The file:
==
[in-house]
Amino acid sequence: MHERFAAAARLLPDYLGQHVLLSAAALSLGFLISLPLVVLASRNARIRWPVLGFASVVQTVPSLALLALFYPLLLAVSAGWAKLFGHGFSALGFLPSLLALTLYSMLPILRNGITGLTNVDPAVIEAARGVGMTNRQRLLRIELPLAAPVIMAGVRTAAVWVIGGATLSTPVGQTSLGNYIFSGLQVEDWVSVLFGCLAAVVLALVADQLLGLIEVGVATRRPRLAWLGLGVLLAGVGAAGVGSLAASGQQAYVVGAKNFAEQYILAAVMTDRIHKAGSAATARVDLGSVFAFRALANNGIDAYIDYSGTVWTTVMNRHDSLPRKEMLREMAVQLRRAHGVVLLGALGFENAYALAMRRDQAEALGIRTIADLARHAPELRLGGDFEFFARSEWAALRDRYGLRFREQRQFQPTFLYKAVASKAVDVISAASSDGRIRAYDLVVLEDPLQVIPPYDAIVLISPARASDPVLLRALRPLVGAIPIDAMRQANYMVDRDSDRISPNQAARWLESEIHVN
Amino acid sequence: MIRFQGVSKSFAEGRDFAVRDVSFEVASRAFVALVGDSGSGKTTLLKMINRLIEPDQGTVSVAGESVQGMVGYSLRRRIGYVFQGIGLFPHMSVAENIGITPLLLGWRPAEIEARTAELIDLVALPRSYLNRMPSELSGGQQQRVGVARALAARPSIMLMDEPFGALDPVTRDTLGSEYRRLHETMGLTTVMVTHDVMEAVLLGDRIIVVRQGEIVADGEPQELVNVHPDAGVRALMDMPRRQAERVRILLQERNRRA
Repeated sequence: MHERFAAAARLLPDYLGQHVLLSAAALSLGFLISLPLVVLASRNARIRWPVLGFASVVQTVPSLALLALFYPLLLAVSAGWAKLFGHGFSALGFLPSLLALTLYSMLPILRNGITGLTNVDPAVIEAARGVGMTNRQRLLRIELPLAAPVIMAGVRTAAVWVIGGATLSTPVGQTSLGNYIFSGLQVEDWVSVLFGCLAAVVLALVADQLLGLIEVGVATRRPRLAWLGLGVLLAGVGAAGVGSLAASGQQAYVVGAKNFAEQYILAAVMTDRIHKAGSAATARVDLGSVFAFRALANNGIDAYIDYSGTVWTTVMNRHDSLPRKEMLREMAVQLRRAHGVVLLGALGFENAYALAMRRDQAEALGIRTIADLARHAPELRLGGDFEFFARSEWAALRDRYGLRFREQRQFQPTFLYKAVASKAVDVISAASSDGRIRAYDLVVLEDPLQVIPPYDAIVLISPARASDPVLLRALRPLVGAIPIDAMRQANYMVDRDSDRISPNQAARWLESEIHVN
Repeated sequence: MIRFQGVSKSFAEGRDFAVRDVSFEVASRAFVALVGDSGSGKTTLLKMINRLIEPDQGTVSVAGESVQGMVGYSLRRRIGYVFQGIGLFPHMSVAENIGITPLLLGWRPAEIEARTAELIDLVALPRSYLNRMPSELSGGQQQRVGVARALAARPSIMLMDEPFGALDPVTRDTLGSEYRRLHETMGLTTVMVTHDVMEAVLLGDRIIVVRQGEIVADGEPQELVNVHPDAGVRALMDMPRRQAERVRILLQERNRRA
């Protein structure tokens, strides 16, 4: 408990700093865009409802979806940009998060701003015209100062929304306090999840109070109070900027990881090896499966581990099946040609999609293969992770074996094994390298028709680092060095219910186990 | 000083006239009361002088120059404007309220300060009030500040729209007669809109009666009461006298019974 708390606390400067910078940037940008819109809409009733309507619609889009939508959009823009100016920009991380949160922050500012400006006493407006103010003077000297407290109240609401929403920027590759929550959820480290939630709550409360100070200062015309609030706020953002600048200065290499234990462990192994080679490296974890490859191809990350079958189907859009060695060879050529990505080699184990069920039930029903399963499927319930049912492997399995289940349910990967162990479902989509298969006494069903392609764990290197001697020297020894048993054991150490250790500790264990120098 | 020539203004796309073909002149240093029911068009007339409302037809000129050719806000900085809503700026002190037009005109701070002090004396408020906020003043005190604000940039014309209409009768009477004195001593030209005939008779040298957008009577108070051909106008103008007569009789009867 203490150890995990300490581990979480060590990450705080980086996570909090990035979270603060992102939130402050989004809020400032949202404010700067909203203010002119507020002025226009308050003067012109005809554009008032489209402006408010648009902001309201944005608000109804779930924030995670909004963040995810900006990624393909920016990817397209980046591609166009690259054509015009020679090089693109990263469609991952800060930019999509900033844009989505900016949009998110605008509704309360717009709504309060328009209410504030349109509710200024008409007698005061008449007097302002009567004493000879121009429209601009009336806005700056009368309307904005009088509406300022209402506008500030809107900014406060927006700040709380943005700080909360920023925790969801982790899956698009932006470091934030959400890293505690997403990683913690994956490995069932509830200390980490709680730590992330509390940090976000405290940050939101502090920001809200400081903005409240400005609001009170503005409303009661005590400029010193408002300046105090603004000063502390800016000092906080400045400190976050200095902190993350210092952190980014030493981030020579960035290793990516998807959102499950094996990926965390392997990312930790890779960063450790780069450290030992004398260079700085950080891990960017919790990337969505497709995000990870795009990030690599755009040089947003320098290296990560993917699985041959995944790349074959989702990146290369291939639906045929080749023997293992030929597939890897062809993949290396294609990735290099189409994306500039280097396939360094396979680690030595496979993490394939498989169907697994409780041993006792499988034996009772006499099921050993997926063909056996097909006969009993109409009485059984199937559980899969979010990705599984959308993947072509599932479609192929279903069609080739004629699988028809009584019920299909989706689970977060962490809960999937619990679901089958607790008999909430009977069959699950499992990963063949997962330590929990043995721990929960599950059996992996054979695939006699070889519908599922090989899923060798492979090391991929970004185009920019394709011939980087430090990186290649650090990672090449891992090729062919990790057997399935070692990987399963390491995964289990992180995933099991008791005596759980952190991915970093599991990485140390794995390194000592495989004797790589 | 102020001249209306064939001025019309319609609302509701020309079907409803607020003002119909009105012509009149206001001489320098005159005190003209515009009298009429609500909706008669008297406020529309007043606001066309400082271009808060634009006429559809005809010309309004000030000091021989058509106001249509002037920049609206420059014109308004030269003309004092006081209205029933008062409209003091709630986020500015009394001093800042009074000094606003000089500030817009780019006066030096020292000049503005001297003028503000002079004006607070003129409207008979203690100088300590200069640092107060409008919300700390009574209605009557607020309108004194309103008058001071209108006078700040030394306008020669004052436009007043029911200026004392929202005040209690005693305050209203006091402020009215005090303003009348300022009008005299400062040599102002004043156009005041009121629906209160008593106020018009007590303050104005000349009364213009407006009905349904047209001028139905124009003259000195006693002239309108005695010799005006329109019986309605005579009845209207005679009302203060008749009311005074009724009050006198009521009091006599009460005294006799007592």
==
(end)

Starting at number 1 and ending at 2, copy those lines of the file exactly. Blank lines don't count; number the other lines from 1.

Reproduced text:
[in-house]
Amino acid sequence: MHERFAAAARLLPDYLGQHVLLSAAALSLGFLISLPLVVLASRNARIRWPVLGFASVVQTVPSLALLALFYPLLLAVSAGWAKLFGHGFSALGFLPSLLALTLYSMLPILRNGITGLTNVDPAVIEAARGVGMTNRQRLLRIELPLAAPVIMAGVRTAAVWVIGGATLSTPVGQTSLGNYIFSGLQVEDWVSVLFGCLAAVVLALVADQLLGLIEVGVATRRPRLAWLGLGVLLAGVGAAGVGSLAASGQQAYVVGAKNFAEQYILAAVMTDRIHKAGSAATARVDLGSVFAFRALANNGIDAYIDYSGTVWTTVMNRHDSLPRKEMLREMAVQLRRAHGVVLLGALGFENAYALAMRRDQAEALGIRTIADLARHAPELRLGGDFEFFARSEWAALRDRYGLRFREQRQFQPTFLYKAVASKAVDVISAASSDGRIRAYDLVVLEDPLQVIPPYDAIVLISPARASDPVLLRALRPLVGAIPIDAMRQANYMVDRDSDRISPNQAARWLESEIHVN